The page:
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Let's persuade Apple to start making i-Guns here
by Andrew Barbano
Oct 23, 2013 | 1913 views | 5 5 comments | 25 25 recommendations | email to a friend | print
Apple Computer is the most valuable, rich and famous company in the world. Its brand has replaced longtime global leader Coca-Cola. And who was IBM?

The Jobs Corp. has just released a passel of new products including the iPhone5s, which offers the ultimate safeguard against the growing and sometimes lethal crime of cel-phone theft.

The i-5s will only work for the person whose fingerprint is scanned into it.

Such a system wouldn't fly for one of the most lethal weapons in America: the automobile. Any drunk can stick a finger on an optical scanner.

But Apple's adaptation of an already widely used security technology could be applied to another product even more lethal than cars. (No, not the cigarette.)

Fingerprint scanners should be adapted for all firearms. No match, no shoot. No more dogs accidentally wasting their masters, or worse.

The Nutso Rifle Association and its elected moonhowler minions have blocked gunlocks for years.

However, what was once a taboo can become mainstream in a short time. Recreational marijuana use jumped 10 points nationally in just the past year.

An innovation is no good without smart marketing. Witness churches.

Have you ever stopped to think about religion sales?

St. Peter and the followers of Jesus set about proselytizing the world and naturally met with resistance.

In order to break through people's preoccupations and prejudices, you gotta have a gimmick, something I'm sure the apostles realized millennia before carnivorous MadMen roamed Madison Avenue.

The selling point had to be that the new, improved God is better than the old God your parents worshipped-which is basically the same reason that the Oldsmobile is no longer being manufactured. Bad name. Turned off the horny kiddies looking for a big back seat.

Sts. Peter and Paul came up with a world class marketing gimmick: Our principal prophet rose from the dead. Top that.

Oh, by the way, he was conceived in the biblical version of in-vitro, not by the messy old-fashioned method. And best of all, it turned out that he was God himself.

Thus was a Jewish community organizer from Nazareth marketed as the new, improved God of the gentiles.

It has proven to be a very successful campaign gimmick for more than 2,000 years.

When Sony co-founder Akio Morita green-lighted the Walkman, he was advised that it would never sell. It required wearing earphones, something associated with hard-of-hearing old people.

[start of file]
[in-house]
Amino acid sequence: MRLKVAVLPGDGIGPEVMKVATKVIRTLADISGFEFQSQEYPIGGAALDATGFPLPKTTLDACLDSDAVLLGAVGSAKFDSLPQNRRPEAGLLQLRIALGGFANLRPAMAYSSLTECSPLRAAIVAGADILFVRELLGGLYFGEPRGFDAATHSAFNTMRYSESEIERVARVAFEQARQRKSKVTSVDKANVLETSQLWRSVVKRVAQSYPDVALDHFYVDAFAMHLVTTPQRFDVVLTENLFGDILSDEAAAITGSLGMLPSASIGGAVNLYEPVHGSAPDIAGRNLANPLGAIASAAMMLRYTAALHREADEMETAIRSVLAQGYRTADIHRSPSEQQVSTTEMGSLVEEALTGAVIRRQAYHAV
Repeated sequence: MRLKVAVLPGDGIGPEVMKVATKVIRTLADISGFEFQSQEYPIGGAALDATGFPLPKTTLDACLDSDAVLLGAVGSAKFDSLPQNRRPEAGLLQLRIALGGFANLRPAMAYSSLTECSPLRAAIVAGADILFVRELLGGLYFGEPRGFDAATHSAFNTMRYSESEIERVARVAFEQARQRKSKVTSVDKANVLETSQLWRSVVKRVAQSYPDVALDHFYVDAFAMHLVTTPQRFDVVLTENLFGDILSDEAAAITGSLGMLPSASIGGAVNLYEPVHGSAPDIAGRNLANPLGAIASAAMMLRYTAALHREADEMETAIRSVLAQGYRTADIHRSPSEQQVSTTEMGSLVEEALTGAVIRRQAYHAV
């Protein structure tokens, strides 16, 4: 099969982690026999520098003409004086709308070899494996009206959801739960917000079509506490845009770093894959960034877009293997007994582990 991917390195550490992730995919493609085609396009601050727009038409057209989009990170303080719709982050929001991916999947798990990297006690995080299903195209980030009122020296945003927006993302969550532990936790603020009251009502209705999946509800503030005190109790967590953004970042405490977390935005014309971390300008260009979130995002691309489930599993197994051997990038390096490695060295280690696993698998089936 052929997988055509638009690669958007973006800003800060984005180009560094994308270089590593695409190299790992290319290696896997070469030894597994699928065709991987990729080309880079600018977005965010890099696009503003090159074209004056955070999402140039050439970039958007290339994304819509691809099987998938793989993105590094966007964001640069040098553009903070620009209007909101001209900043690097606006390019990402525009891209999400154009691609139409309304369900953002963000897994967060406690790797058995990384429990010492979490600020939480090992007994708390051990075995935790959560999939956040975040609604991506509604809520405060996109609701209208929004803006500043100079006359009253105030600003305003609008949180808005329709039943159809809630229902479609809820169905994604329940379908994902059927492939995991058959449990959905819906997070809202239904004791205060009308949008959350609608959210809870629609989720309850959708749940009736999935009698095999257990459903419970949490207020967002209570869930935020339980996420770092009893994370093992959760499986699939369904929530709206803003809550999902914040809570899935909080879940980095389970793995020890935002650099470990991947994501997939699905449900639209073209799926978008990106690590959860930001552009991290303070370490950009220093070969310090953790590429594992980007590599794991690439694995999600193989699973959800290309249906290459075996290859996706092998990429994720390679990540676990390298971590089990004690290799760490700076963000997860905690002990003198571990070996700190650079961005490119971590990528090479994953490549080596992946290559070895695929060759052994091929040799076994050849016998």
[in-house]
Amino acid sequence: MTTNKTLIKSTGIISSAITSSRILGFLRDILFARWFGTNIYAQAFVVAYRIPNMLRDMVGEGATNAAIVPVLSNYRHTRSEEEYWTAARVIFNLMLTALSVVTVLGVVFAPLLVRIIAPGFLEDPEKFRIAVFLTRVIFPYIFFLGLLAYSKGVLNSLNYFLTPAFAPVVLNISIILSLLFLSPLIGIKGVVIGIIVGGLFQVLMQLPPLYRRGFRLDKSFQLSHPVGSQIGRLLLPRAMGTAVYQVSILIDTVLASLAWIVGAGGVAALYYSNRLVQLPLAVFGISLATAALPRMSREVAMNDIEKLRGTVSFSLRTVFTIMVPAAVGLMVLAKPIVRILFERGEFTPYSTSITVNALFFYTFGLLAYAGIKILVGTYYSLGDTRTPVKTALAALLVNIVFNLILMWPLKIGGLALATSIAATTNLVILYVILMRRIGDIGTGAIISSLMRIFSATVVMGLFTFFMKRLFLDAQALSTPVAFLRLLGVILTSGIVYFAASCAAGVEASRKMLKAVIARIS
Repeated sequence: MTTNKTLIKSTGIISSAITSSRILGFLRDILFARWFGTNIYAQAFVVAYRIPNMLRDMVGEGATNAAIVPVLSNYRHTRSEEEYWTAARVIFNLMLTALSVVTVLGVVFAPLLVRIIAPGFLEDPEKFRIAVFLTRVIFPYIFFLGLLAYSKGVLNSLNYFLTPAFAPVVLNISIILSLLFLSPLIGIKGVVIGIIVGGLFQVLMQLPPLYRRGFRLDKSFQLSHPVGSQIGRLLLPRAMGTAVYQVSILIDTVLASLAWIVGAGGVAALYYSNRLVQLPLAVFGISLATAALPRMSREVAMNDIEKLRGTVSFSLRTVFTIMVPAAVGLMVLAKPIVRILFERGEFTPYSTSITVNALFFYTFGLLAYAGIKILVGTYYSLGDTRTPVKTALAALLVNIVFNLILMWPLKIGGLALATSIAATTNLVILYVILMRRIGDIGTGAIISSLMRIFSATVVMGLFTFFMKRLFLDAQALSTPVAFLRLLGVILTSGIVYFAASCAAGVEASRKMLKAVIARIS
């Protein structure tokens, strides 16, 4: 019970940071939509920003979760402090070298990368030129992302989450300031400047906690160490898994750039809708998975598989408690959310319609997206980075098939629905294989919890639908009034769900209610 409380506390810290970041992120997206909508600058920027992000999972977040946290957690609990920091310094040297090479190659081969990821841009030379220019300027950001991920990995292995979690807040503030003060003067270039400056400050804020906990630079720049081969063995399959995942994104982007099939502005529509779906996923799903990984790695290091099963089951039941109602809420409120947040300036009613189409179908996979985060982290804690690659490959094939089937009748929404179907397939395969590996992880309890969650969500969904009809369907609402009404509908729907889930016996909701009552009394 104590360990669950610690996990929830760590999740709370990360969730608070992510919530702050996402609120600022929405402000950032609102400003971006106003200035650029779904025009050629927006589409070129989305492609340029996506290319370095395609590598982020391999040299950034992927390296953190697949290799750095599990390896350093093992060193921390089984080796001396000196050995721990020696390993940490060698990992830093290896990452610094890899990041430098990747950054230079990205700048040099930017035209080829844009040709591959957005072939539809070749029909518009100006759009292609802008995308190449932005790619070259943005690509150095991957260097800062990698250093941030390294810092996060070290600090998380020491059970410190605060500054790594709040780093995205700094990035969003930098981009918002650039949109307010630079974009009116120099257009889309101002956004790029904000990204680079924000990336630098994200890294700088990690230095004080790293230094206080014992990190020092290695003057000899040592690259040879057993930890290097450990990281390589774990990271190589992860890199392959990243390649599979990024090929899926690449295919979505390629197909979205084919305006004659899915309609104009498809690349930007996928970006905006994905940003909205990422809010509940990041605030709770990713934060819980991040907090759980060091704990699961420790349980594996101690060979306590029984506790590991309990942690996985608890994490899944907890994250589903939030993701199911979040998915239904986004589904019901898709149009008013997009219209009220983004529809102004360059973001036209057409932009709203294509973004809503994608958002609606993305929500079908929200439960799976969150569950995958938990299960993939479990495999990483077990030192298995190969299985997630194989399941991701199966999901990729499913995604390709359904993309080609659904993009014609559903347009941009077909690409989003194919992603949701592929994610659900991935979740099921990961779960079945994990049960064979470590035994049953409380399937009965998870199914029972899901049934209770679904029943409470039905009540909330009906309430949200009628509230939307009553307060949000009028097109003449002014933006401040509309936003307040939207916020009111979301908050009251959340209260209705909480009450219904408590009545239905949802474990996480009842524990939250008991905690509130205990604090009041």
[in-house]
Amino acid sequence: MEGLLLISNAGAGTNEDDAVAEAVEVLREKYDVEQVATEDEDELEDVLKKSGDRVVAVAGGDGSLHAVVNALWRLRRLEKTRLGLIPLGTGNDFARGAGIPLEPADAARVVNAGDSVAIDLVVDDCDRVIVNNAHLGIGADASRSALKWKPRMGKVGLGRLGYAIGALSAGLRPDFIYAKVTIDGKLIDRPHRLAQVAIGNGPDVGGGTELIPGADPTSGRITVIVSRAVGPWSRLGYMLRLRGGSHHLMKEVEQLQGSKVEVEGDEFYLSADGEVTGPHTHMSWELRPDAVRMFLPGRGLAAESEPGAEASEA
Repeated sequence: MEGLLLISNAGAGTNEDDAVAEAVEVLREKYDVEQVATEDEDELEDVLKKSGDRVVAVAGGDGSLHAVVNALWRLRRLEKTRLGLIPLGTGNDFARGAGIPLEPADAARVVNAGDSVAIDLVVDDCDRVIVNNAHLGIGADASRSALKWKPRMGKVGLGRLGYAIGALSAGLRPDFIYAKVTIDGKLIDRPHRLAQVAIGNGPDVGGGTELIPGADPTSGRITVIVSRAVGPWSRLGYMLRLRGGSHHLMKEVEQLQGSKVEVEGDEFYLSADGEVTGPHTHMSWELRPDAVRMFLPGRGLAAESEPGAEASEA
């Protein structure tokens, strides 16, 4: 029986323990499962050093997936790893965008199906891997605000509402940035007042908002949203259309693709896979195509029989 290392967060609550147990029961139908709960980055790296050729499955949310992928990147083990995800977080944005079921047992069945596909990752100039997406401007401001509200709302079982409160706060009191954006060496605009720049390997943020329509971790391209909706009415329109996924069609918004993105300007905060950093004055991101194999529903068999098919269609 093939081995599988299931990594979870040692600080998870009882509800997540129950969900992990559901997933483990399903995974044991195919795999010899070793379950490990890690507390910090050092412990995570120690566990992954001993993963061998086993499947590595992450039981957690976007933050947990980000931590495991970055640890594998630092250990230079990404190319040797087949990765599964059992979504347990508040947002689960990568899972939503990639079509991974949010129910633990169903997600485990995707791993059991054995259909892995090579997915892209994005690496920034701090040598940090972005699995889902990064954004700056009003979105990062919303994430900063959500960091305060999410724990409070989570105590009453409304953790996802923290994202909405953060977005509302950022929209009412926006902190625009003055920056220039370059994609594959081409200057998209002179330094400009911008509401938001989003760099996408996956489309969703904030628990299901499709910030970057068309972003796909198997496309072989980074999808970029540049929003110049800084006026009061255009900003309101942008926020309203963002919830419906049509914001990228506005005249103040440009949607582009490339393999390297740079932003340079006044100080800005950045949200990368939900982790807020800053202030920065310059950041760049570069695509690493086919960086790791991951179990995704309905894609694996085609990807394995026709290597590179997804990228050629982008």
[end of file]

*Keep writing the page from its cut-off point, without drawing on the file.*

Not to worry, said the old man. We will make wearing headphones in public cool.

Which is exactly what Apple can do for scanner gunlocks.

It won't take more insane school shootings such as happened here Monday.

It simply requires a smart marketer to make gun locks cool.

Apple will get $89 million in corporate welfare for moving some operations here. Let them earn it.

A hip iGun available in many colors?

A concept to die for.

Esté bien. Haga infierno.

Be well. Raise hell.

Andrew Barbano is a 45-year Nevadan and editor of NevadaLabor.com. Barbwire by Barbano has originated in the Tribune since 1988. E-mail
Comments
(5)
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macnorfin
|
October 25, 2013
Wow! The author has managed to combine anti-gun rhetoric with anti-Christian rhetoric. A polemical tour-de-force!

But on the substance, why would anyone bet their life on an unproven technology like this? Firearms are nearly a one thousand year old technology (if you count Chinese cannons). What makes anyone think that there's an easy technological solution?
Mr. Zsaz
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October 25, 2013
I don't know what is more comical, this article that is seemingly written by an emotional 5 year old that has no grasp on facts, or the fact that I am building a Palmetto State Armory rifle as I read it. Even if I were to agree with the author, which I don't, it is still an emotional whine-fest by a child.
Mark Crist
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October 25, 2013
The big challenge with putting biometric locks on firearms is their reliability. There are two ways such locks can fail, by not allowing an authorized user to unlock the weapon, or letting an unauthorized user have access. Both failures can be disastrous.

One problem with requiring biometric locks on guns is that many of these laws exempt law enforcement and military from being subject to them. If it isn't reliable enough for police and military to trust their lives, why is it ok to require everyone else to trust their lives to it?

If a biometric system becomes reliable enough that the police and military adopt it, I'll give it a look. Until then I'll stick to the more reliable old school equipment.
Ron1968
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October 24, 2013
"The Nutso Rifle Association and its elected moonhowler minions have blocked gunlocks for years."

This statement just killed any and all credibility to your article, period...
Cliff358
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October 24, 2013
Andy,

The NRA not only has endorsed gun locks for years, they give them away at events. They encourage gun owners to lock all of their guns. They also endorse gun safes that have biometric locks on them and they have a safety program for young adults.

What we really need is to instill personal responsibility in our society. We used to have it at one time but now every event that occurs is somebody else's fault. It's easier to blame guns than to try and find a real solution.

You need to take your anti-gun views to California. They'll fit in much better there.
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